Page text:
Genetically modified fish and their effects on food quality and human health and nutrition
Maclean, Norman (2003) Genetically modified fish and their effects on food quality and human health and nutrition. Trends in Food Science & Technology, 14, (5-8), 242-252. (doi:10.1016/S0924-2244(03)00070-0).
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Fish (finfish) of many species have been subjected to genetic modification over a period of more than 10 years, but only in the last few years have any begun to be considered seriously for the food market. The main species involved are Atlantic salmon (Salmo salar), coho salmon (Oncorhynchus kisutch), common carp (Cyprinus carpio), tilapia (Oreochromis niloticus), and channel catfish (Ictalurus punctartus). Although the main parameter modified to date has been growth rate, other traits that are currently being worked on include cold tolerance, disease resistance, and sterility. This review considers what has been achieved to date, possible commercial uptake, and likely consequences for the environment and human health and nutrition.
In both the developing and the developed world fish constitutes a very important part of diet, in terms of both quantity and contribution to nutritional requirements. The total fish catch in the world (inclusive of fish, crustaceans and molluscs) in 1999 was estimated to be over 92 million metric tonnes (mt), while the yield from aquaculture (fish farming) was over 33 million mt ([FAO, 2000]). Most of the capture fishery is from marine areas (84.6 million mt) the remainder being from fresh water. Marine capture fisheries outputs peaked in 1996 and 1997 and, despite increased effort, are now showing signs of decline because of stock depletion from overfishing ( [Hutchings, 2000]). Locations and amounts of fish capture in 1999 were 40 million mt from Asia, 16 million mt from South America, over 15 million mt from Europe, 7 million mt from North America and 3 million mt from Africa. The north west Pacific region accounted for over 24 million mt. The ten countries with the largest yields (in million mt) from capture fisheries in 1999 were China (17), Peru (8), Chile and Japan (5 each), Indonesia, Russia and USA (4 each), India and Thailand (3 each) and Norway (2). The ten countries with the greatest aquaculture production (in million mt) in 1999 were China (22), India (2), Japan (0.7), Bangladesh, Indonesia, Thailand and Vietnam (0.6 each), Norway and, USA (0.5 each) and Philippines (0.3).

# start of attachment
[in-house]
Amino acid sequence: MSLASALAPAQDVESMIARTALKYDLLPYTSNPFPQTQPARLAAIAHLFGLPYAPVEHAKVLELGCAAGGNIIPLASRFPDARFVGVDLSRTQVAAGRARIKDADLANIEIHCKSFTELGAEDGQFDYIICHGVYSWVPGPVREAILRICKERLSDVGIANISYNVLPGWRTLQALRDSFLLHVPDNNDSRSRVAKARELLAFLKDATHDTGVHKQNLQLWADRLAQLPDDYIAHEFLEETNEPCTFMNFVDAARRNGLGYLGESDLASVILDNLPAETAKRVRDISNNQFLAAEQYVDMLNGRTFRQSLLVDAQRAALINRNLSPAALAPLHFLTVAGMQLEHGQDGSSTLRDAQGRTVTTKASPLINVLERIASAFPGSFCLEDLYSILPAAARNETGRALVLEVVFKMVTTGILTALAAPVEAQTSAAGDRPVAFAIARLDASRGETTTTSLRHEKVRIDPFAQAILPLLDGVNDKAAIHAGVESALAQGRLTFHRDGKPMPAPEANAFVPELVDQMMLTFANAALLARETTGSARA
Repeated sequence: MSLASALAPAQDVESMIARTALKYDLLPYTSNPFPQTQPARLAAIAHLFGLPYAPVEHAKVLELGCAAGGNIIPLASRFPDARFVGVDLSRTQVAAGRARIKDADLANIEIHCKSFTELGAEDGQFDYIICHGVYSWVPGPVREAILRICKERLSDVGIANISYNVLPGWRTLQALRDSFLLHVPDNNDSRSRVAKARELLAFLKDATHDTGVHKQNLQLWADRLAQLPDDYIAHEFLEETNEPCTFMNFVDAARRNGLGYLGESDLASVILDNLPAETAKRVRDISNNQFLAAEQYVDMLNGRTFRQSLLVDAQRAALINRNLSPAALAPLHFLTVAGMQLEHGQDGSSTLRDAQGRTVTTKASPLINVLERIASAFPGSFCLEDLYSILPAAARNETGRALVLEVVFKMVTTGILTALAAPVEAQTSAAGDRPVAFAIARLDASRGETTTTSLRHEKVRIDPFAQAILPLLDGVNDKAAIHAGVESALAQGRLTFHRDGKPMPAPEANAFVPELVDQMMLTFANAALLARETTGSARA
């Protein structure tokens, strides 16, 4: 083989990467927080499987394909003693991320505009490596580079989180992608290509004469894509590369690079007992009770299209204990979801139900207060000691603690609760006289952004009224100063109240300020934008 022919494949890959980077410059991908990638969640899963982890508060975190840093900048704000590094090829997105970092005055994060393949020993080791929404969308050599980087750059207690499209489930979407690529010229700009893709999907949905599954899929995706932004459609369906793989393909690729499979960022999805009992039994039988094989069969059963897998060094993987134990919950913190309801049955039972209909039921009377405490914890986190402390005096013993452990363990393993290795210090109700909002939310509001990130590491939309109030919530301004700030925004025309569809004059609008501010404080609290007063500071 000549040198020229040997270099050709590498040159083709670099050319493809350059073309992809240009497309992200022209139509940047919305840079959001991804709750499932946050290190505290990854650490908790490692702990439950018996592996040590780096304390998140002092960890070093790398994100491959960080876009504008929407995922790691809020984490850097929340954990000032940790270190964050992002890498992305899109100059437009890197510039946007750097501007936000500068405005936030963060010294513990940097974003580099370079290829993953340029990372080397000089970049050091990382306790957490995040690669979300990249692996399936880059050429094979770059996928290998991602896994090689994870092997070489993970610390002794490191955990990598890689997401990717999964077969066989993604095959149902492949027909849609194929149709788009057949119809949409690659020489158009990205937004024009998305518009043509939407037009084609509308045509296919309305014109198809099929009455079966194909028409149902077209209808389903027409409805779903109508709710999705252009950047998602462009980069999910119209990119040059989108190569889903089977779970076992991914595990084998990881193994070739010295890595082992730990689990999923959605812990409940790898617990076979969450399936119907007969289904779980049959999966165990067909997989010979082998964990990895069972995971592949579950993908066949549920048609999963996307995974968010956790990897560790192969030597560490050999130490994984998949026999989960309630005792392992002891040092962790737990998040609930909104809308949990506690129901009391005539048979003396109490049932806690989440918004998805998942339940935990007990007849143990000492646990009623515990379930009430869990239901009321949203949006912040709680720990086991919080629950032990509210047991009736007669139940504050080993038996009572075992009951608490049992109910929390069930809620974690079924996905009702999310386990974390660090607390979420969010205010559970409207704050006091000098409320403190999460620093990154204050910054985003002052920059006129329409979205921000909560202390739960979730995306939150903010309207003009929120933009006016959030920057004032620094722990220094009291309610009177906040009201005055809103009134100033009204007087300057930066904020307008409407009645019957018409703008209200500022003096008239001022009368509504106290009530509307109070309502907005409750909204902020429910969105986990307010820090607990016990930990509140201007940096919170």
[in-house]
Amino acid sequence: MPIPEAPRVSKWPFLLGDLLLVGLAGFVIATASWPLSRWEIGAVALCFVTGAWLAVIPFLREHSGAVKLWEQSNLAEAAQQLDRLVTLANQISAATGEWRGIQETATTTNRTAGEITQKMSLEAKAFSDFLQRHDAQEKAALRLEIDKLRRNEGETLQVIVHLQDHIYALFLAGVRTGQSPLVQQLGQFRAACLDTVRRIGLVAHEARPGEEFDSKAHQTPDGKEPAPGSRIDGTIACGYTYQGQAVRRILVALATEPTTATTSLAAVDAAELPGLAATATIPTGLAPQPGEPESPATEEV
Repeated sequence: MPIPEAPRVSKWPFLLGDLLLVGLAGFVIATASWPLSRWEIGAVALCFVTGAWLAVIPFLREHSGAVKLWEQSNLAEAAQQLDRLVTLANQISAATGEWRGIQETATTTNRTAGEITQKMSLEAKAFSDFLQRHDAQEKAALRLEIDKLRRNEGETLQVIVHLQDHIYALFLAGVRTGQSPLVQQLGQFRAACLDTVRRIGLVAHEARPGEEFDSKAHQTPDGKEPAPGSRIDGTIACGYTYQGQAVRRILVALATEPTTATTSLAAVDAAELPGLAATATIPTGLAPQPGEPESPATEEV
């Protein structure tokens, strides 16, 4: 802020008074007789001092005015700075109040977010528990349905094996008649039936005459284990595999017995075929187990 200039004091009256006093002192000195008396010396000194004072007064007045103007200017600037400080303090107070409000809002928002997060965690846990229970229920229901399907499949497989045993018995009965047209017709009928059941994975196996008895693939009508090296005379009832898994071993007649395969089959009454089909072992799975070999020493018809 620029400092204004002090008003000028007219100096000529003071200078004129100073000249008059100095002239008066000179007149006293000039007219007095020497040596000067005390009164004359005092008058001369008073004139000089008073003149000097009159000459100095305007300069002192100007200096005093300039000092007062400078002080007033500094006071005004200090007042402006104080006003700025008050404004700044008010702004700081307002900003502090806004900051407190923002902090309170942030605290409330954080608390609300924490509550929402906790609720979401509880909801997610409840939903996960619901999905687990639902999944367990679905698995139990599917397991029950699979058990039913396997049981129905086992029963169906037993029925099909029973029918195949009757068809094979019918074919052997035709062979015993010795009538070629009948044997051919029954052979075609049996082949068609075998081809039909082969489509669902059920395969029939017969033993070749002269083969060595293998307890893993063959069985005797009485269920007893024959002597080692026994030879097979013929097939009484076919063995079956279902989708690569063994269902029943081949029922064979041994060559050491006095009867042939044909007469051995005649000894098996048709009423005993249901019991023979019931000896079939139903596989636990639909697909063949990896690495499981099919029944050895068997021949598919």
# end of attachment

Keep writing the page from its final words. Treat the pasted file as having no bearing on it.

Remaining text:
Aquaculture is one of the fastest growing food producing sectors, and is gradually replacing the deficit in world capture fisheries that has been caused by overfishing. Fish is a major source of animal protein in most developing countries and, in developed countries, the interest in the dietary benefits of fatty fish, such as tuna, eel, mackerel, herring and salmonids, and especially the presence of omega-3 polyunsaturated fatty acids in such fish, ensures a constant, health-driven incentive to consume more fish.
In the context of both the dietary benefits of fish consumption and the increasing contribution made to fish production by aquaculture, it is clear that aquaculture is now undergoing and will continue to undergo a revolution in quality and quantity of production similar to that which has driven the improvement in agricultural stock animals for the past few hundred years. Since fish can be readily improved by application of transgenic technology, it is clearly timely to consider what genetically modified (GM) fish are likely to offer in the future, both in terms of benefits and disadvantages. A very useful recent report by the Royal Society (UK) on the use of GM animals is available.
|Subjects:||Q Science > QL Zoology
Q Science > QH Natural history > QH301 Biology
|Divisions:||University Structure - Pre August 2011 > School of Biological Sciences
|Date Deposited:||05 Aug 2008|
|Last Modified:||27 Mar 2014 18:38|
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